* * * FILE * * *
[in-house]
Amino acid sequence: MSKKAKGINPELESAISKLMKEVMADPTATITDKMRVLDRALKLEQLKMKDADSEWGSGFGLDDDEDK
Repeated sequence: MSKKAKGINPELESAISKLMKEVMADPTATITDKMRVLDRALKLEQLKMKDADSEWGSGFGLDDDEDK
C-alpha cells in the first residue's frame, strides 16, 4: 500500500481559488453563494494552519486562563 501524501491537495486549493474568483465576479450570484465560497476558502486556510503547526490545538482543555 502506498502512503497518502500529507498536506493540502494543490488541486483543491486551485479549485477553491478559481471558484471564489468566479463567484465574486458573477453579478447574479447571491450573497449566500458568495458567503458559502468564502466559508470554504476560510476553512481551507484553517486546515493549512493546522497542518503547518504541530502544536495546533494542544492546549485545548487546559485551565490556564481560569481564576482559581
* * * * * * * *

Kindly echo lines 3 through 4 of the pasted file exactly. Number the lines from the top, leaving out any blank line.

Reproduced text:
Repeated sequence: MSKKAKGINPELESAISKLMKEVMADPTATITDKMRVLDRALKLEQLKMKDADSEWGSGFGLDDDEDK
C-alpha cells in the first residue's frame, strides 16, 4: 500500500481559488453563494494552519486562563 501524501491537495486549493474568483465576479450570484465560497476558502486556510503547526490545538482543555 502506498502512503497518502500529507498536506493540502494543490488541486483543491486551485479549485477553491478559481471558484471564489468566479463567484465574486458573477453579478447574479447571491450573497449566500458568495458567503458559502468564502466559508470554504476560510476553512481551507484553517486546515493549512493546522497542518503547518504541530502544536495546533494542544492546549485545548487546559485551565490556564481560569481564576482559581